Eddie Kingston promo, Pac returns (Again), and tension with Lance Archer: Any time Eddie Kingston has a microphone, it’s probably going to be a Hit. You had to have known Pac was going to be making an appearance the moment Eddie Kingston said he wasn’t. It’s wrestling logic 101. That being said, Pac got as big of a hero’s welcome as he could in front of so few fans. We’re still not quite sure who are the heels and who are the babyfaces in this feud. Or whether both “teams” are heels. Or where Lance Archer fits into the equation. But no matter – this is simple storytelling that utilizes three off the best younger stars in AEW, as well as two veteran tag teams.
“Hangman” Adam Page, John Silver, and Alex Reynolds vs. Matt Hardy and “Private Party” Marq Quen and Isiah Kassidy: A fun opener with a finish that cleared up some questions. For the past few weeks, it wasn’t clear whether Matt Hardy was a heel or a babyface. Hardy “stealing” the win from his partners seems to cement the fact that he will, in fact, be positioned as a heel. He also seems to be headed towards a feud with Adam Page, which some may see as a step backwards for Page, but he could actually learn a lot from Hardy…perhaps before he is the one to step up to former partner Kenny Omega for an extended feud.
Miro Interview: We may not be getting ‘Rusev Day’ in AEW anytime soon, but Miro claiming every day is his birthday could be funny too. It’s important to note, however, that Christmas Day really is Miro Day, as it’s the man’s actual birthday. Secret Special Days aside, it feels like they’re righting the ship when it comes to Miro. He’s still talking about Kip Sabian and Penelope Ford’s wedding, but they’re also acknowledging that Miro put multiple people in the hospital. Miro as the goofy-but-dangerous badass has some legs. Plus, it’s a proven fact that any time you start fining wrestlers, they get over once they start ignoring said fine and hurting people anyway.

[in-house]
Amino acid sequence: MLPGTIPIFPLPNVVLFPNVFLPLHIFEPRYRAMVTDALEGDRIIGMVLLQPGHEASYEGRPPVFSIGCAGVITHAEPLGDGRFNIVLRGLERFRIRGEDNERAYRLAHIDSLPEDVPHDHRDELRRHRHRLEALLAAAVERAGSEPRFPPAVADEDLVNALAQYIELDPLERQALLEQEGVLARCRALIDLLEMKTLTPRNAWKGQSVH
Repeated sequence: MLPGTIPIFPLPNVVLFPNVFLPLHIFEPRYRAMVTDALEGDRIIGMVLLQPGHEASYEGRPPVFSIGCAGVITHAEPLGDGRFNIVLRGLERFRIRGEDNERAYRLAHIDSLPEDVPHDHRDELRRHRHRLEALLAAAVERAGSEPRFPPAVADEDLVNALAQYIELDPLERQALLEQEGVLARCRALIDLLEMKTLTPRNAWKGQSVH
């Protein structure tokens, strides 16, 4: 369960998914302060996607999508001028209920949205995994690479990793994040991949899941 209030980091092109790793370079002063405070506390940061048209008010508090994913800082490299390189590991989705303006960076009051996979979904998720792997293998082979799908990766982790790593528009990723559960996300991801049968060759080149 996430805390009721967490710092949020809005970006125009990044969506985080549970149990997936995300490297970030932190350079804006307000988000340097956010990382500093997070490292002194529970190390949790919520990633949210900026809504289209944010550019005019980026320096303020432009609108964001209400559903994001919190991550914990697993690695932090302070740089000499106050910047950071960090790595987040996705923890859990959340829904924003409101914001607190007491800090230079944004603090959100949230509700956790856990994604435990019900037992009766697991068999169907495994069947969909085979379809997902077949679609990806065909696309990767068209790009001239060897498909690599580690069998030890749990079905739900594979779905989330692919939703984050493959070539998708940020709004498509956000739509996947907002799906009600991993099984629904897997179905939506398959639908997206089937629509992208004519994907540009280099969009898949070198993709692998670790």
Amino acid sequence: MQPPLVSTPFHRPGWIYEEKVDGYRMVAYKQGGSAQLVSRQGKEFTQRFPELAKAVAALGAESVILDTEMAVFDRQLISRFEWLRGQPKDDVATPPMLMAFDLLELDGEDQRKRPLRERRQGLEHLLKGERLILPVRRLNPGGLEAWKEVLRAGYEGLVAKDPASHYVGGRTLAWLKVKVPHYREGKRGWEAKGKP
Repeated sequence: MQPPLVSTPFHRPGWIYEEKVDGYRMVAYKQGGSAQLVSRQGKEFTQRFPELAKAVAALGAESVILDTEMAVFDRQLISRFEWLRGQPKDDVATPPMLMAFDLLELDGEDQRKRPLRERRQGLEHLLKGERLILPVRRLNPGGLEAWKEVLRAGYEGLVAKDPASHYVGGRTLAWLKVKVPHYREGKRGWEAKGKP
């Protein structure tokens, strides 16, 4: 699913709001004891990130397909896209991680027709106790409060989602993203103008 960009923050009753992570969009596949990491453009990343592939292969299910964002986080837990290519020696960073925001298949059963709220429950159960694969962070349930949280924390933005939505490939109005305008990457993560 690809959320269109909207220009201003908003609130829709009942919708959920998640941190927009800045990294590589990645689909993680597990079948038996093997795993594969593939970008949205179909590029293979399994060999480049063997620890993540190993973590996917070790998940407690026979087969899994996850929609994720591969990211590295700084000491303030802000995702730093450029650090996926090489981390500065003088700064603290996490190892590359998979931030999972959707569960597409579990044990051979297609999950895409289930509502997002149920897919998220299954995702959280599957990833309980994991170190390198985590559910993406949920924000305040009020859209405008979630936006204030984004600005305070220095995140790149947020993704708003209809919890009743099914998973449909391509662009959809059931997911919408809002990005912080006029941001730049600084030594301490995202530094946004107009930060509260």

Christopher Daniels and Frankie Kazarian vs. “The Acclaimed” Max Caster and Anthony Bowens: It couldn’t have just been me that got serious ‘Kurt Angle responding to John Cena in 2005’ vibes when Kazarian tried to “battle back” against The Acclaimed. His lines were good, but his timing was awkward and it’s just hard to take a middle aged white guy serious as a rapper, unless his name is Eminem (who is still better than 90 percent of the rappers out there, which explains why the kids still eat up his albums like valium). And here’s a note for every wrestling rapper and midnight karaoke singer to ever attempt to “rap” in the future: Not every line needs to start with ‘Yo.’ Oh, also the match was fine and it makes sense that The Acclaimed would win, especially if they’re going to be taking on The Young Bucks. I don’t expect them to win, but The Young Bucks are really great at elevating teams, even when they beat ‘em.
Ivelisse and Diamante vs. Big Swole and Sereena Deeb: More of an In-the-Middle than a Hit or Miss. The match was fine and the post-match stuff made sense. The AEW women’s division just continues to be missing…something. I don’t know what it is. Britt Baker is the closest AEW has to a female star, and I say that begrudgingly because she reminds me of every mean girl in high school that never spoke to me unless it was to tell me I couldn’t sit with her at the lunch table. I’m working through it, okay?
AEW Dynamite Misses
None: This seemed like a bit of a throwaway show on paper and, in some regards, it was. But it set up the next few weeks nicely and, most importantly, it didn’t feel like a waste of time watching it, which can not be said about certain shows that air every Monday night. On the USA Network. At 9pm Eastern
…I’m talking about Raw, you guys. Learn how to pick up on subtext.